Thursday, March 28, 2024

TransLink's Wacky Governance Structure Needs to Change

Spider Man Triple Meme

About a month ago, I was at a Mayors' Council on Regional Transportation meeting where we heard from around a dozen delegations on a specific alignment for a proposed RapidBus route running through Burnaby. Recently, I've received emails from others in Burnaby about this proposed RapidBus project.

I am a member of the Mayors' Council, one of two governing bodies of TransLink, and we've heard many presentations from residents and received many emails about how folks would like to see transit service changed. There is one problem. The Mayors' Council doesn't control the day-to-day operations of TransLink; the TransLink Board does. The TransLink Board is independent and autonomous from the Mayors' Council. The Board is comprised of a majority of unelected folks.

I would bet that 95% of people in Metro Vancouver think that the Mayors' Council controls and oversees TransLink even though we don't in reality. People expect, rightfully so, that democratically elected folks have control over public services such as transit.

Not to get too much into the weeds, but the Mayors' Council is responsible for raising fares and taxes for TransLink and setting the high-level direction for transit and road investments. The TransLink board is responsible for TransLink's annual budget and oversees day-to-day operations. TransLink management is controlled by and accountable to the TransLink board, not the Mayors' Council.

The simplest way I can describe this TransLink governance setup is like the US Congress with its House of Representatives and Senate (if the US Senate was unelected). If things are going well, we slowly progress, but it doesn't take much to jam up the works.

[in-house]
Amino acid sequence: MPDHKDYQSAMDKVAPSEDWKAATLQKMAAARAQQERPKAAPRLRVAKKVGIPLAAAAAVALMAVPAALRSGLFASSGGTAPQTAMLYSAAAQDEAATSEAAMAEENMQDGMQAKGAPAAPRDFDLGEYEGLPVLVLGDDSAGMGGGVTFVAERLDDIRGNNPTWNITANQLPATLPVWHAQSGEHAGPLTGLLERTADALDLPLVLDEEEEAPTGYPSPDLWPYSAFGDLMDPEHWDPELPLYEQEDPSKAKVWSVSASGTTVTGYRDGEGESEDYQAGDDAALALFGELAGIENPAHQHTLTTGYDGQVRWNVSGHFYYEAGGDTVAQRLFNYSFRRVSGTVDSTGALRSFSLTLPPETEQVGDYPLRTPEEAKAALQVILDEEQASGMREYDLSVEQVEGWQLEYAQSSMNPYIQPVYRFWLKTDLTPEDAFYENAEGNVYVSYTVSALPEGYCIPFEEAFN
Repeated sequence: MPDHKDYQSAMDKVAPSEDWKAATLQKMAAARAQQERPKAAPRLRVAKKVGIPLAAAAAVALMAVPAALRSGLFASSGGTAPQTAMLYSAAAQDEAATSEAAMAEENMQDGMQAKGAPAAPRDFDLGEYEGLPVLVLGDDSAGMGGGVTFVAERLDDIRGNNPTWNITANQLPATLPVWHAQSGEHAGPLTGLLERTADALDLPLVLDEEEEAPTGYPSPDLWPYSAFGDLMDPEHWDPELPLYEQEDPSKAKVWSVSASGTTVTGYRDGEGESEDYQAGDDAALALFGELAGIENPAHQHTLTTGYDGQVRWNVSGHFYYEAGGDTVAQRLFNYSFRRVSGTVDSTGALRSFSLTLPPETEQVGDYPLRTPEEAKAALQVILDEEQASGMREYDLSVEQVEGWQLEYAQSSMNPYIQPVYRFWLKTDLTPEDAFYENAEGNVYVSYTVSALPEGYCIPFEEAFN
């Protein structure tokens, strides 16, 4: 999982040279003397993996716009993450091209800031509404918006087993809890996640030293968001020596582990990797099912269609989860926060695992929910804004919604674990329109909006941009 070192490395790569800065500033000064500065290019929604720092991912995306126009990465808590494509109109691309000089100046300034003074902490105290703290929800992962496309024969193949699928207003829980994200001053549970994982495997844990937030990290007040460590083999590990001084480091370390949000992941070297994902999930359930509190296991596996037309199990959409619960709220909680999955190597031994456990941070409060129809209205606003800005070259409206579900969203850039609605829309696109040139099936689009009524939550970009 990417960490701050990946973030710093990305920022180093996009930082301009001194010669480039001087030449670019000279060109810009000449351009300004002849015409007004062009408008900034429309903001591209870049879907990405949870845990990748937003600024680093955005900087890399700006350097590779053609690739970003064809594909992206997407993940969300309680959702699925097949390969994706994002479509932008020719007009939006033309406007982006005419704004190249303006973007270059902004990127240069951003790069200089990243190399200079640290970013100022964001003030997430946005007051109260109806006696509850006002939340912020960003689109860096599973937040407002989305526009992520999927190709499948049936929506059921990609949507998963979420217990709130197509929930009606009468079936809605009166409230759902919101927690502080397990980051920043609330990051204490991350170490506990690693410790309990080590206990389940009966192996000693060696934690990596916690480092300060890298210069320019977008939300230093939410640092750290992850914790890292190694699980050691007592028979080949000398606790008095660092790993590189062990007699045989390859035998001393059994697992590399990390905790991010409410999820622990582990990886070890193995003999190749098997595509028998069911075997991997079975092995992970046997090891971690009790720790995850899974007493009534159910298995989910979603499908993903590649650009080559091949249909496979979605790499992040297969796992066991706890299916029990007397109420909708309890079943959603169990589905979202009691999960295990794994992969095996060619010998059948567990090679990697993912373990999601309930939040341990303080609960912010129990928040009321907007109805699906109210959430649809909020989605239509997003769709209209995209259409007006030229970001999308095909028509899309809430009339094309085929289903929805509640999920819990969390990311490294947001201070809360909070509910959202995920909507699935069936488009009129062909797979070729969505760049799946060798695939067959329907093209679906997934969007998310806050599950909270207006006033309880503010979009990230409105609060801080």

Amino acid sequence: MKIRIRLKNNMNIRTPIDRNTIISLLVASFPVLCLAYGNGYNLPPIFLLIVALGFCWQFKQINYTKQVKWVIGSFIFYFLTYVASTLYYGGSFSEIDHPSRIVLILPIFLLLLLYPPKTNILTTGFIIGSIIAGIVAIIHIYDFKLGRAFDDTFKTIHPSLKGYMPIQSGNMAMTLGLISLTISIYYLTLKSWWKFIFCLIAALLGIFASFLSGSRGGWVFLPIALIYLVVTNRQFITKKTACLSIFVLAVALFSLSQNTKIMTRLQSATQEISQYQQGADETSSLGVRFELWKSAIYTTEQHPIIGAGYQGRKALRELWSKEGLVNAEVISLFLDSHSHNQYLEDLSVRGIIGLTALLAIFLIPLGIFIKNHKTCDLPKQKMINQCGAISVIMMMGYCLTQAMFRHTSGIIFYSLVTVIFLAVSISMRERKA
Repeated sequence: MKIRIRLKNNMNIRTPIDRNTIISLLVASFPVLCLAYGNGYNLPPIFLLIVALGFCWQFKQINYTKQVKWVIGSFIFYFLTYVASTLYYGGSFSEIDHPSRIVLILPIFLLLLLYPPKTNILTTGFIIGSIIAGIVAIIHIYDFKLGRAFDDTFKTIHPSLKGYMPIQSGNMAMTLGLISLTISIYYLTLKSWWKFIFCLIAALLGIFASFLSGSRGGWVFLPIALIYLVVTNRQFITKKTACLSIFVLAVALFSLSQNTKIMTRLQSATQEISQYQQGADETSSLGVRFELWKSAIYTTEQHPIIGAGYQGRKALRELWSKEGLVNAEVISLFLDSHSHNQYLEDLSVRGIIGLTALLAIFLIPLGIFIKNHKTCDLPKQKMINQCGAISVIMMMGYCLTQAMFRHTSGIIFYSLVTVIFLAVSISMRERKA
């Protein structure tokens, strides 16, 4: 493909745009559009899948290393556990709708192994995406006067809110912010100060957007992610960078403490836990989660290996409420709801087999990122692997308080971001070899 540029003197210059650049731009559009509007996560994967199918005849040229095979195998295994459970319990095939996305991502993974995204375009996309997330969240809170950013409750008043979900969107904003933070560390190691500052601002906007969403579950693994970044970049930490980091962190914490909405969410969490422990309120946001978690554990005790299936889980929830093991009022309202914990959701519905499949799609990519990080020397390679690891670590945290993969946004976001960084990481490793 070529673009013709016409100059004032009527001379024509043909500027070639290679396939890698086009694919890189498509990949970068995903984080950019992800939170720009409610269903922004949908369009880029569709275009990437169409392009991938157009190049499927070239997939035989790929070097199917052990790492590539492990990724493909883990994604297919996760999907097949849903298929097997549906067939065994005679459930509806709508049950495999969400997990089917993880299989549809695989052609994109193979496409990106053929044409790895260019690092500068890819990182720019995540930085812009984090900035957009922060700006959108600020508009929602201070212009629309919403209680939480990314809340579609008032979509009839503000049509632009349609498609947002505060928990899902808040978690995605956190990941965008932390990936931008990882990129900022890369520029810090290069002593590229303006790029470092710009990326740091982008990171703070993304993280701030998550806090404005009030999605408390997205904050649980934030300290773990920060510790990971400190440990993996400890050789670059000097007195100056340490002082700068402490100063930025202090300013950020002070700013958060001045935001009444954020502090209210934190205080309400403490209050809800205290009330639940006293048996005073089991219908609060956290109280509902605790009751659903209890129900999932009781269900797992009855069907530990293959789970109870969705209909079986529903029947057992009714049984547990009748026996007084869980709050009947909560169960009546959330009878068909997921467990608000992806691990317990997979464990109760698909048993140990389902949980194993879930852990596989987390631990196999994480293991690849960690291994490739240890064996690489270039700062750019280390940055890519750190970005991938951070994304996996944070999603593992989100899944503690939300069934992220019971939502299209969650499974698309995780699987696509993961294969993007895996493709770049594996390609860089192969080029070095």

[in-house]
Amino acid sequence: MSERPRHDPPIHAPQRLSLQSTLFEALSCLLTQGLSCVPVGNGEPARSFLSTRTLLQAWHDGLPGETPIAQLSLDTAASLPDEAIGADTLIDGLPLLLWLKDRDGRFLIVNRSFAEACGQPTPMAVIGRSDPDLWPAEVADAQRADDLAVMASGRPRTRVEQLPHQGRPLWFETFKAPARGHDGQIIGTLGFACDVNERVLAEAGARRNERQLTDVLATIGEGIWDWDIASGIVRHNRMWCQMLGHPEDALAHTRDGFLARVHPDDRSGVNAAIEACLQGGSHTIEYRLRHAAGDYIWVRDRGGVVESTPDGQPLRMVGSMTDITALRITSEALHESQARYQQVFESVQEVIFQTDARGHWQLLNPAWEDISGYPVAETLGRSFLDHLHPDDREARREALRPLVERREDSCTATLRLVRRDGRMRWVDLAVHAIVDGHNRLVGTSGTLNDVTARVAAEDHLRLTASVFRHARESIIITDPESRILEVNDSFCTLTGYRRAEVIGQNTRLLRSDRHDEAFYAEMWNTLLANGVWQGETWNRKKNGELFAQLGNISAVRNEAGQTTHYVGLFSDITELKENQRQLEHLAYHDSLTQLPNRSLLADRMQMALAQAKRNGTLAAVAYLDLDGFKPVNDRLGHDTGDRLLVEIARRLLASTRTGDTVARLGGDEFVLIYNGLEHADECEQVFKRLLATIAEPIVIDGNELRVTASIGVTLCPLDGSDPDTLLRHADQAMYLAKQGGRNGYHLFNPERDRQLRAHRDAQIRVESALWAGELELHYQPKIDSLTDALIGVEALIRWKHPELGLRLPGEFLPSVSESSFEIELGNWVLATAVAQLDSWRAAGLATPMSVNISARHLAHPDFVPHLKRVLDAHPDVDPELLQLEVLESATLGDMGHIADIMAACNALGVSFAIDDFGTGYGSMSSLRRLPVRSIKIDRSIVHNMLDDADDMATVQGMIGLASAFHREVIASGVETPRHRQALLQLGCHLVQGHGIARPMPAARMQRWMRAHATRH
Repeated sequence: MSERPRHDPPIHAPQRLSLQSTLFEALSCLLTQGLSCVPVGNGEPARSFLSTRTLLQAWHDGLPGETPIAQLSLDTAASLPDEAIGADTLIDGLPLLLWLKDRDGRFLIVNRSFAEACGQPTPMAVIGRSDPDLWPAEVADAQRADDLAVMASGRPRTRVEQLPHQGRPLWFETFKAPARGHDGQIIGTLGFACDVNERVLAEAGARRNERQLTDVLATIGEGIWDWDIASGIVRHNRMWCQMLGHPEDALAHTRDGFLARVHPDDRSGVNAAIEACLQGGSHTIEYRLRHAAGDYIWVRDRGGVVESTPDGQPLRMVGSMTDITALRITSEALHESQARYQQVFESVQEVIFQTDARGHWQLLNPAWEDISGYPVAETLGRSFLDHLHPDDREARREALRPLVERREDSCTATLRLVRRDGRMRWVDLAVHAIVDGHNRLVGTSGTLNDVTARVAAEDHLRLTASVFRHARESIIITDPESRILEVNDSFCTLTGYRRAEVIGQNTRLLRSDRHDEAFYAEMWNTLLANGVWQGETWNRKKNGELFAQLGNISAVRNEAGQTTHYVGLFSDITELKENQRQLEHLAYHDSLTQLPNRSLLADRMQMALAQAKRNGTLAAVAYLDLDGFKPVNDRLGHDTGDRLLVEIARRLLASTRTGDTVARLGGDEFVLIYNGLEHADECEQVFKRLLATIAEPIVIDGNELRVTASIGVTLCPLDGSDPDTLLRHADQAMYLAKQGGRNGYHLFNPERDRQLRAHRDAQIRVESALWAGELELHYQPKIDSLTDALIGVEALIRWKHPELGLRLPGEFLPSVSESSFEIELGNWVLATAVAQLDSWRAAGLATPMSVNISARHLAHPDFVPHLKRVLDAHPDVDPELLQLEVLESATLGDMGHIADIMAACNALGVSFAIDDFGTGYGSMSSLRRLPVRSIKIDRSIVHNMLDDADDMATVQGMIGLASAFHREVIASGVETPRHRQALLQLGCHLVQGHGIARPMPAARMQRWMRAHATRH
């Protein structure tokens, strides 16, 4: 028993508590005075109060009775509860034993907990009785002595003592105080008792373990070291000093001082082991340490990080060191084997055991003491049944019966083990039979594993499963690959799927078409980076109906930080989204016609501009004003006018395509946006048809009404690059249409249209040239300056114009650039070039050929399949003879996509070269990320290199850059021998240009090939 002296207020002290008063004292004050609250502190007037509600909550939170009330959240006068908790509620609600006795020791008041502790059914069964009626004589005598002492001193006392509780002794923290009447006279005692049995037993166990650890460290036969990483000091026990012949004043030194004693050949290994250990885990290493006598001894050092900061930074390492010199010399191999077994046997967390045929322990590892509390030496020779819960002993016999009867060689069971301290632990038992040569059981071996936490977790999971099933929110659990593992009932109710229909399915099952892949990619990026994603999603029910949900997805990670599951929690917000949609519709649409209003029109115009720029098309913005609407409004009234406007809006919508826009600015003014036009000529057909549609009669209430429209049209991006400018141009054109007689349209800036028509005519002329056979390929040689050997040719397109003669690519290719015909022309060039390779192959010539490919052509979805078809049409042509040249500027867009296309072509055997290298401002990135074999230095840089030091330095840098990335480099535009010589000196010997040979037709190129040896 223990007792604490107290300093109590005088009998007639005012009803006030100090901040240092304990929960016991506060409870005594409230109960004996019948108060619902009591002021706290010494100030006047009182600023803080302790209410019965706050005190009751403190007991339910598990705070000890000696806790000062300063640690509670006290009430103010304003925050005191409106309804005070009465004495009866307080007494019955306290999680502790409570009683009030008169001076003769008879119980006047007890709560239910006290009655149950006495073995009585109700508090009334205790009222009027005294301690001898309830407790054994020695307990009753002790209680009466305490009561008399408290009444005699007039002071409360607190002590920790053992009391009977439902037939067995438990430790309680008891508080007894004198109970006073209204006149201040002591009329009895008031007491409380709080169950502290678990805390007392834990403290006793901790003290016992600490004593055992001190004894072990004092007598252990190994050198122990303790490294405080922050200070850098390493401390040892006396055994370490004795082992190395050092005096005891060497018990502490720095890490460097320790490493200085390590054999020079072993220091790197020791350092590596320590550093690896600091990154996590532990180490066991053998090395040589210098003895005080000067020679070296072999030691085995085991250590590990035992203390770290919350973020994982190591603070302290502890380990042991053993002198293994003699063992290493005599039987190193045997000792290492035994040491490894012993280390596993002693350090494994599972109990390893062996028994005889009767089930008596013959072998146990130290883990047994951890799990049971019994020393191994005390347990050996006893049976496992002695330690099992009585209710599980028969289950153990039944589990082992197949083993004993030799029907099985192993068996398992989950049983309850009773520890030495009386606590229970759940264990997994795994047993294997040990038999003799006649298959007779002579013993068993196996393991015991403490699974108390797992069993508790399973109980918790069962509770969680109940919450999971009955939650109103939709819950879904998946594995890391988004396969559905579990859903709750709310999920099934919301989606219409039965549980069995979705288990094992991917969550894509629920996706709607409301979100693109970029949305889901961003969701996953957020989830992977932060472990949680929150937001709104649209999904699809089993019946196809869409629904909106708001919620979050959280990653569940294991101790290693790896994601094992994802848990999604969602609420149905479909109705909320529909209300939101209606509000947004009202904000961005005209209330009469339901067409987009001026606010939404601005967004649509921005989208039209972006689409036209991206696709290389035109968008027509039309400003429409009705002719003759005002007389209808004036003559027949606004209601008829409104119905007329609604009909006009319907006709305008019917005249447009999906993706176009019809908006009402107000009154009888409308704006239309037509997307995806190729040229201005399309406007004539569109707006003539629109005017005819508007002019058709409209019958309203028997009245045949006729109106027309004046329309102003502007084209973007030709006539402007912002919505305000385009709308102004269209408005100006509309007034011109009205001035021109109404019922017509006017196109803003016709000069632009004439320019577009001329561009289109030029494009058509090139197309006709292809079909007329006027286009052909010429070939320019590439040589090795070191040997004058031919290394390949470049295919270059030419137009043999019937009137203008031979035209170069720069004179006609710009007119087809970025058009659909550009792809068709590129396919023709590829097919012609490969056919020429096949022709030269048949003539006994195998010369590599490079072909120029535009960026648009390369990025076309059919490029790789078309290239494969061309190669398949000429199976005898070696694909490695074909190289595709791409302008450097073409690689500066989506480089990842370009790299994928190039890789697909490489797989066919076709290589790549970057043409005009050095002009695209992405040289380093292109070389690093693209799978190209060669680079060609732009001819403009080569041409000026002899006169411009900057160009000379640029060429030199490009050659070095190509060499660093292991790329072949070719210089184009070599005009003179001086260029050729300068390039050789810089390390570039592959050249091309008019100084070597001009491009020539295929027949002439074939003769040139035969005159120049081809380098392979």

Here is a simple example of the silliness of TransLink governance. The Mayors' Council approved the Bus Rapid Transit route roughly along 200th Street, connecting Maple Ridge to Langley City via the Township of Langley, while the TransLink Board will approve the actual detailed alignment of this Bus Rapid Transit route.

I would have said no if you asked me a year ago if TransLink governance was an issue. Today, I think it is an issue. What brought this to light for me is the process of trying to solve TransLink's pending bankruptcy.

The main problem is that the Mayors' Council is accountable to the public for TransLink, but we are not responsible for its day-to-day operations. Accountability and responsibility have to be linked.

Originally, TransLink only had one governing body comprised of a majority of elected folks. The current governance setup came about when the province and region disagreed on the timing of the Canada Line versus the Evergreen Extension. The province wanted the Canada Line to be built first due to the 2010 Olympics. The province stripped the region of day-to-day decision making over TransLink because of this disagreement.

To set up TransLink for continued success, considering the enormous financial and service delivery challenges we must address, we need to go back to one governing body of elected folks to oversee TransLink to ensure we can move forward in a good way.

1 comment:

Nathan Davidowicz said...

Need to look as far back as when BC government took over BC Electric in 1961 and all the changes to Transit governance and operations since then.
It is a sad story how to kill transit.